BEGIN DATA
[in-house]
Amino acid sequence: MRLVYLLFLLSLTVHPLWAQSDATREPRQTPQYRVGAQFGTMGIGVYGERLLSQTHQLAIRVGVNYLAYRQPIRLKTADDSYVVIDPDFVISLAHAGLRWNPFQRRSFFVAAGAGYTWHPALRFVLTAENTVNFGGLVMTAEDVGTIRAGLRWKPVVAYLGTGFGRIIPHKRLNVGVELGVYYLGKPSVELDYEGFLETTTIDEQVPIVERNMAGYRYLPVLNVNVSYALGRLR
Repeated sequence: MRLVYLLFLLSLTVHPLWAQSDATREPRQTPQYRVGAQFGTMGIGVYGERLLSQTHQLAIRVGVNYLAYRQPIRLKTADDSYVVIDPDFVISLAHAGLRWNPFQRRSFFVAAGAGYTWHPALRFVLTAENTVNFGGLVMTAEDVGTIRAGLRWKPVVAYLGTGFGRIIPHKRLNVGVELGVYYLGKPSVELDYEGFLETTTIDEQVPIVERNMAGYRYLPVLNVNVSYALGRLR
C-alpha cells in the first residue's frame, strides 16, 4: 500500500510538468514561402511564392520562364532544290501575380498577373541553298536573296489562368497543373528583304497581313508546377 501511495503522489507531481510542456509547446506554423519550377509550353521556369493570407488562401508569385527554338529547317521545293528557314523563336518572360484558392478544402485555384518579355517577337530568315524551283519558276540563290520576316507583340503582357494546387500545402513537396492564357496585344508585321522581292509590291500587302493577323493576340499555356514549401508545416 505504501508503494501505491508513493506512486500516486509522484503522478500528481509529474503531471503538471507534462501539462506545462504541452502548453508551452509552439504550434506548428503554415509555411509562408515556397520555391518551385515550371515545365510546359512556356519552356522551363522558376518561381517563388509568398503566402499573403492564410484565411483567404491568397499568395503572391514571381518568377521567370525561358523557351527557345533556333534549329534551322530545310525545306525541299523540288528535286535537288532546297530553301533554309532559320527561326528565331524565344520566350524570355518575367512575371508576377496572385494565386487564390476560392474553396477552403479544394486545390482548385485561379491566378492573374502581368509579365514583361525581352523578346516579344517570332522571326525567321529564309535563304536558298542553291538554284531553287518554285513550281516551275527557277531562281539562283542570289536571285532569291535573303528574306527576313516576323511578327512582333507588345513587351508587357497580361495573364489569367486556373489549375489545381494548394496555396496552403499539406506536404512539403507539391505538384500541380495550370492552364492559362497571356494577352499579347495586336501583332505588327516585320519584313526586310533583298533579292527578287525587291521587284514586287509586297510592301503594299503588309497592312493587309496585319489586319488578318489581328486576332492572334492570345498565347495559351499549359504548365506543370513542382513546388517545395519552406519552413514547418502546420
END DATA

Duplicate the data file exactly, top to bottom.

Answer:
[in-house]
Amino acid sequence: MRLVYLLFLLSLTVHPLWAQSDATREPRQTPQYRVGAQFGTMGIGVYGERLLSQTHQLAIRVGVNYLAYRQPIRLKTADDSYVVIDPDFVISLAHAGLRWNPFQRRSFFVAAGAGYTWHPALRFVLTAENTVNFGGLVMTAEDVGTIRAGLRWKPVVAYLGTGFGRIIPHKRLNVGVELGVYYLGKPSVELDYEGFLETTTIDEQVPIVERNMAGYRYLPVLNVNVSYALGRLR
Repeated sequence: MRLVYLLFLLSLTVHPLWAQSDATREPRQTPQYRVGAQFGTMGIGVYGERLLSQTHQLAIRVGVNYLAYRQPIRLKTADDSYVVIDPDFVISLAHAGLRWNPFQRRSFFVAAGAGYTWHPALRFVLTAENTVNFGGLVMTAEDVGTIRAGLRWKPVVAYLGTGFGRIIPHKRLNVGVELGVYYLGKPSVELDYEGFLETTTIDEQVPIVERNMAGYRYLPVLNVNVSYALGRLR
C-alpha cells in the first residue's frame, strides 16, 4: 500500500510538468514561402511564392520562364532544290501575380498577373541553298536573296489562368497543373528583304497581313508546377 501511495503522489507531481510542456509547446506554423519550377509550353521556369493570407488562401508569385527554338529547317521545293528557314523563336518572360484558392478544402485555384518579355517577337530568315524551283519558276540563290520576316507583340503582357494546387500545402513537396492564357496585344508585321522581292509590291500587302493577323493576340499555356514549401508545416 505504501508503494501505491508513493506512486500516486509522484503522478500528481509529474503531471503538471507534462501539462506545462504541452502548453508551452509552439504550434506548428503554415509555411509562408515556397520555391518551385515550371515545365510546359512556356519552356522551363522558376518561381517563388509568398503566402499573403492564410484565411483567404491568397499568395503572391514571381518568377521567370525561358523557351527557345533556333534549329534551322530545310525545306525541299523540288528535286535537288532546297530553301533554309532559320527561326528565331524565344520566350524570355518575367512575371508576377496572385494565386487564390476560392474553396477552403479544394486545390482548385485561379491566378492573374502581368509579365514583361525581352523578346516579344517570332522571326525567321529564309535563304536558298542553291538554284531553287518554285513550281516551275527557277531562281539562283542570289536571285532569291535573303528574306527576313516576323511578327512582333507588345513587351508587357497580361495573364489569367486556373489549375489545381494548394496555396496552403499539406506536404512539403507539391505538384500541380495550370492552364492559362497571356494577352499579347495586336501583332505588327516585320519584313526586310533583298533579292527578287525587291521587284514586287509586297510592301503594299503588309497592312493587309496585319489586319488578318489581328486576332492572334492570345498565347495559351499549359504548365506543370513542382513546388517545395519552406519552413514547418502546420